Don't Feed the Monkey Mind: How to Stop the Cycle of Anxiety, Fear, and Worry (Paperback)
The very things we do to control anxiety can make anxiety worse. This unique guide offers a cognitive behavioral therapy (CBT)-based approach to help you recognize the constant chatter of your anxious "monkey mind," stop feeding anxious thoughts, and find the personal peace you crave.
Ancient sages compared the human mind to a monkey: constantly chattering, hopping from branch to branch--endlessly moving from fear to safety. If you are one of the millions of people whose life is affected by anxiety, you are familiar with this process. Unfortunately, you can't switch off the "monkey mind," but you can stop feeding the monkey--or stop rewarding it by avoiding the things you fear.
Written by psychotherapist Jennifer Shannon, this book shows you how to stop anxious thoughts from taking over using proven-effective cognitive behavioral therapy (CBT), acceptance and commitment therapy (ACT), and mindfulness techniques, as well as fun illustrations. By following the exercises in this book, you'll learn to identify your own anxious thoughts, question those thoughts, and uncover the core fears at play.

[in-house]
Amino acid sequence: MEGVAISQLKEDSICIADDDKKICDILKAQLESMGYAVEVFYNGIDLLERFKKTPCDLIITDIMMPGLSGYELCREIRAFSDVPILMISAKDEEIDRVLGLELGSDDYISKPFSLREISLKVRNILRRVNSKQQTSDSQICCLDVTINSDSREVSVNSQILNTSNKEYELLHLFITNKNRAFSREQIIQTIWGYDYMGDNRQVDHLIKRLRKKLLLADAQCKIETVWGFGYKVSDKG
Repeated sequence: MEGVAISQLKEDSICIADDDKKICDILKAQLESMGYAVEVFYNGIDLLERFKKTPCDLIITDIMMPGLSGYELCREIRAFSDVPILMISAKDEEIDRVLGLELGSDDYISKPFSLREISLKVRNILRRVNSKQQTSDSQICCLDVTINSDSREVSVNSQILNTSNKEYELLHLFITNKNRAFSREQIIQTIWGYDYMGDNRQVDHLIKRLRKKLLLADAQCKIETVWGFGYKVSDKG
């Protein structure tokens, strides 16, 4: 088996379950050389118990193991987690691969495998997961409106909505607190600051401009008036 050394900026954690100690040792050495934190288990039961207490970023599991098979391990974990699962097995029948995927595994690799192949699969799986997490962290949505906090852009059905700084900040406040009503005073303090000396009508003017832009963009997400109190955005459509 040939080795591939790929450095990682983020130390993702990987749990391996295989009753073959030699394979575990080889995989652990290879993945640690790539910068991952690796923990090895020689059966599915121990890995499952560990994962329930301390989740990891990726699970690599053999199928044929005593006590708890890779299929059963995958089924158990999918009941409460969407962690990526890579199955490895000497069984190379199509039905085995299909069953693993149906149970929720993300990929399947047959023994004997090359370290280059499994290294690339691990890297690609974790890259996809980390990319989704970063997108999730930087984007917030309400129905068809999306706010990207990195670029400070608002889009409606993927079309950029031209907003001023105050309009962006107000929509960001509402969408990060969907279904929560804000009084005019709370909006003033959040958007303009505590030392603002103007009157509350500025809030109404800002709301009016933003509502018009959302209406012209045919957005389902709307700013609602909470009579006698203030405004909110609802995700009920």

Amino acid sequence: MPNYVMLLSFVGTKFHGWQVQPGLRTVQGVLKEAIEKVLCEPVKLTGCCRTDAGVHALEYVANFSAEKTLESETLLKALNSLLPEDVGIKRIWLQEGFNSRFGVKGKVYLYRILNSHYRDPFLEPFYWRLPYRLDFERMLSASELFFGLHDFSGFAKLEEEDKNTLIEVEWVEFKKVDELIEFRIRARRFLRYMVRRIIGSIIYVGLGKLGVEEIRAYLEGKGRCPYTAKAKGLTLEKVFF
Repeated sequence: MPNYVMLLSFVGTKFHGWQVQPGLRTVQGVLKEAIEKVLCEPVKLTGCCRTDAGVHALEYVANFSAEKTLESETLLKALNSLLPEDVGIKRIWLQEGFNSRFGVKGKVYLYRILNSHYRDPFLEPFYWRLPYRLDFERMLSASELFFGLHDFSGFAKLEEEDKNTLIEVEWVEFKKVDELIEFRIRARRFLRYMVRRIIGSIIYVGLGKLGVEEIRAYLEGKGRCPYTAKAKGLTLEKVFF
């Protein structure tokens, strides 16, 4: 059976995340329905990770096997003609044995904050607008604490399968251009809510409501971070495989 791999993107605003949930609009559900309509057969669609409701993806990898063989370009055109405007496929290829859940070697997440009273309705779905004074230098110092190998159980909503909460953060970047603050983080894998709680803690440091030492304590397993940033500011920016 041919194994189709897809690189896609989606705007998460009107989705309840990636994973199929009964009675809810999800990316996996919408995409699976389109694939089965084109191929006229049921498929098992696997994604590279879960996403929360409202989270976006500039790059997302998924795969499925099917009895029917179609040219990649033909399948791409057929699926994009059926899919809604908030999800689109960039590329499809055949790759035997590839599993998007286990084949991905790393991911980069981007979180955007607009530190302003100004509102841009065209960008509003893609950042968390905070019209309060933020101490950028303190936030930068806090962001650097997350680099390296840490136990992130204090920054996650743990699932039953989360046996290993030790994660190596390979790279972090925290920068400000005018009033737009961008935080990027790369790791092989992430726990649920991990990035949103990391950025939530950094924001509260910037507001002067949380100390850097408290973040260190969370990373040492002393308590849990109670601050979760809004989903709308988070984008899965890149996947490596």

Once you stop feeding the monkey, there are no limits to how expansive your life can feel. This book will show you how anxiety can only continue as long as you try to avoid it. And, paradoxically, only by seeking out and confronting the things that make you anxious can you reverse the cycle that keeps your fears alive.
About the Author
Jennifer Shannon, LMFT, is author of The Shyness and Social Anxiety Workbook for Teens, The Anxiety Survival Guide for Teens, and cofounder of the Santa Rosa Center for Cognitive-Behavioral Therapy in Santa Rosa, CA. She is a diplomate of the Academy of Cognitive Therapy. Doug Shannon is a freelance cartoonist who resides in Santa Rosa, CA. Foreword writer Michael A. Tompkins, PhD, is founding partner of the San Francisco Bay Area Center for Cognitive Therapy, diplomate of the Academy of Cognitive Therapy, and assistant clinical professor at the University of California, Berkeley. He is author and coauthor of five books, including OCD and Digging Out.